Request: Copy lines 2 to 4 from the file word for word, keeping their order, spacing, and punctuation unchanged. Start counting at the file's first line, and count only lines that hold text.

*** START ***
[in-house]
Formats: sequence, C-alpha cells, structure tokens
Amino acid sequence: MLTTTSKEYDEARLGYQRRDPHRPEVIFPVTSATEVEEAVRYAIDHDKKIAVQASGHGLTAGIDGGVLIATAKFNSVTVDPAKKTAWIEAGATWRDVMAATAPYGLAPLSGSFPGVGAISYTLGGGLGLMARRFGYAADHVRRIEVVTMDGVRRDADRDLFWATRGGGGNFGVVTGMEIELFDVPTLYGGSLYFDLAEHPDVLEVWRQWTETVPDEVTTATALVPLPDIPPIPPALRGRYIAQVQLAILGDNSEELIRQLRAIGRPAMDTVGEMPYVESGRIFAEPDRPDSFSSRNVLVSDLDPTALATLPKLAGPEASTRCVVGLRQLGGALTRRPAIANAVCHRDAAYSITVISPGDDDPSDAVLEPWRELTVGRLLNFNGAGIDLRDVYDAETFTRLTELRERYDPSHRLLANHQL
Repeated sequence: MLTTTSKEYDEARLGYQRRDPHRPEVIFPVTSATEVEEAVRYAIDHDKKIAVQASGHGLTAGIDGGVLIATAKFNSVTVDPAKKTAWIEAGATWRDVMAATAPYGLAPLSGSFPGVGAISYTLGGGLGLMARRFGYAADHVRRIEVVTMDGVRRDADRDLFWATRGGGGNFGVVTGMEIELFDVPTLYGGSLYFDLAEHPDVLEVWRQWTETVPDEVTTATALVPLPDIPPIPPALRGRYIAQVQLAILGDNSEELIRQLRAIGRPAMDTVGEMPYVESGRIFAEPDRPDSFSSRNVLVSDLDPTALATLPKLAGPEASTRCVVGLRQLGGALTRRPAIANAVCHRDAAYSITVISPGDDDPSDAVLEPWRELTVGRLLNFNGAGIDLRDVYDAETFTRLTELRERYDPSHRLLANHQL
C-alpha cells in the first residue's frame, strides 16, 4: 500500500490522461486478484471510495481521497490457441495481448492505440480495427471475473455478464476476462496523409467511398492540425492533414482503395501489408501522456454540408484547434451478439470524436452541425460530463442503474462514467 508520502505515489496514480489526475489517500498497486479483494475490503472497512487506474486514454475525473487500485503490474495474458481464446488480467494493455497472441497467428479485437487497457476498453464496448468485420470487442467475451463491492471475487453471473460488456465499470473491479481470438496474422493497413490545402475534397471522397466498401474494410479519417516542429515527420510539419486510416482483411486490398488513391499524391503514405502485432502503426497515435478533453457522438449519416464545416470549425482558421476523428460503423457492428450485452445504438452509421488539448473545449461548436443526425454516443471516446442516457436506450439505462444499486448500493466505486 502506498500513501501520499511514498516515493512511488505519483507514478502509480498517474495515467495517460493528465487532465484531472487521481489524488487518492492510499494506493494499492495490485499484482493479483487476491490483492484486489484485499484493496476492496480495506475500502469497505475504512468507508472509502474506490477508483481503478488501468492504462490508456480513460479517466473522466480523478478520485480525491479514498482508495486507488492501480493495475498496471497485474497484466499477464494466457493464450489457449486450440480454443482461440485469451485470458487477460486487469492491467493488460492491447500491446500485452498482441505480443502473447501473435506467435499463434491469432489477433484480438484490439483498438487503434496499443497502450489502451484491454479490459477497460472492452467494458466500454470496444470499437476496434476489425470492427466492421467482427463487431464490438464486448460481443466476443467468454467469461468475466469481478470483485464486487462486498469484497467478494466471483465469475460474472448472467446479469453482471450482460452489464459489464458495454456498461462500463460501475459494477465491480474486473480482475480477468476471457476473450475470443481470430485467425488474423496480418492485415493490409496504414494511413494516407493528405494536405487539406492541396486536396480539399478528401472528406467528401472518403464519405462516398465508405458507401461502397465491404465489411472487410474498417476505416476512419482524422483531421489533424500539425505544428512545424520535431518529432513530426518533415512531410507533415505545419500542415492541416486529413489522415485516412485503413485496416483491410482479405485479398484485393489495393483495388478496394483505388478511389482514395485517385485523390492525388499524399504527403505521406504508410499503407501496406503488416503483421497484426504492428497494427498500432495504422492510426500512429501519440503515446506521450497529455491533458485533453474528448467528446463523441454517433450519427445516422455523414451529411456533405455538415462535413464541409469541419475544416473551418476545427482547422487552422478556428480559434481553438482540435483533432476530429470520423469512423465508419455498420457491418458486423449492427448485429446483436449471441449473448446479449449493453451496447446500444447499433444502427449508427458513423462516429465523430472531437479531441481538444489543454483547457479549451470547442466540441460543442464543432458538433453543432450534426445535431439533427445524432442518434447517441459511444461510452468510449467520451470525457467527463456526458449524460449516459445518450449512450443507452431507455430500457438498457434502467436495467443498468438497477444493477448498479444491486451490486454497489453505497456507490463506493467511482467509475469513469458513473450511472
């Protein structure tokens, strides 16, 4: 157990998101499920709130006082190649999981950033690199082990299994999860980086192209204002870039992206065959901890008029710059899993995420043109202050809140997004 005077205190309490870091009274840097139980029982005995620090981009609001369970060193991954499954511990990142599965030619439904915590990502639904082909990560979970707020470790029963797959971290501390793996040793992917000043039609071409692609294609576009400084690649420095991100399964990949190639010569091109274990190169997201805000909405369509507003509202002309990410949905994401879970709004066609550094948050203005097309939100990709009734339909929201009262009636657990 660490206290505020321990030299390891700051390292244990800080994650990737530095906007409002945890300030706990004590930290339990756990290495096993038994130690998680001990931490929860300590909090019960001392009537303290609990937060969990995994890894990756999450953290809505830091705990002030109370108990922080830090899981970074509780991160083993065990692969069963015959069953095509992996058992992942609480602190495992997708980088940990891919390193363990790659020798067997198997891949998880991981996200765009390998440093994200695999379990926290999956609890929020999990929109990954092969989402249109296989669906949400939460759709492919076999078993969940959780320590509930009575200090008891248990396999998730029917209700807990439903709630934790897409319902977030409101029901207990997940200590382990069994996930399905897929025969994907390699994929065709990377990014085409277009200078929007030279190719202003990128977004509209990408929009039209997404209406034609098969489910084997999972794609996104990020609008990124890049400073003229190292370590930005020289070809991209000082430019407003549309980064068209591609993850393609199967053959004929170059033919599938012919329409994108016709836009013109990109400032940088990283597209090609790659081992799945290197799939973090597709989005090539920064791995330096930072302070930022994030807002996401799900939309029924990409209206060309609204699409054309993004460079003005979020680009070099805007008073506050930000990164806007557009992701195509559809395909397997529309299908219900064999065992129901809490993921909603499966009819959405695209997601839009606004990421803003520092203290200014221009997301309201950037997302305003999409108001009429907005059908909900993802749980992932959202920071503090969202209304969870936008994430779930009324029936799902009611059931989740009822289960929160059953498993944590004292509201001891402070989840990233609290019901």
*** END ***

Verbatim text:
Formats: sequence, C-alpha cells, structure tokens
Amino acid sequence: MLTTTSKEYDEARLGYQRRDPHRPEVIFPVTSATEVEEAVRYAIDHDKKIAVQASGHGLTAGIDGGVLIATAKFNSVTVDPAKKTAWIEAGATWRDVMAATAPYGLAPLSGSFPGVGAISYTLGGGLGLMARRFGYAADHVRRIEVVTMDGVRRDADRDLFWATRGGGGNFGVVTGMEIELFDVPTLYGGSLYFDLAEHPDVLEVWRQWTETVPDEVTTATALVPLPDIPPIPPALRGRYIAQVQLAILGDNSEELIRQLRAIGRPAMDTVGEMPYVESGRIFAEPDRPDSFSSRNVLVSDLDPTALATLPKLAGPEASTRCVVGLRQLGGALTRRPAIANAVCHRDAAYSITVISPGDDDPSDAVLEPWRELTVGRLLNFNGAGIDLRDVYDAETFTRLTELRERYDPSHRLLANHQL
Repeated sequence: MLTTTSKEYDEARLGYQRRDPHRPEVIFPVTSATEVEEAVRYAIDHDKKIAVQASGHGLTAGIDGGVLIATAKFNSVTVDPAKKTAWIEAGATWRDVMAATAPYGLAPLSGSFPGVGAISYTLGGGLGLMARRFGYAADHVRRIEVVTMDGVRRDADRDLFWATRGGGGNFGVVTGMEIELFDVPTLYGGSLYFDLAEHPDVLEVWRQWTETVPDEVTTATALVPLPDIPPIPPALRGRYIAQVQLAILGDNSEELIRQLRAIGRPAMDTVGEMPYVESGRIFAEPDRPDSFSSRNVLVSDLDPTALATLPKLAGPEASTRCVVGLRQLGGALTRRPAIANAVCHRDAAYSITVISPGDDDPSDAVLEPWRELTVGRLLNFNGAGIDLRDVYDAETFTRLTELRERYDPSHRLLANHQL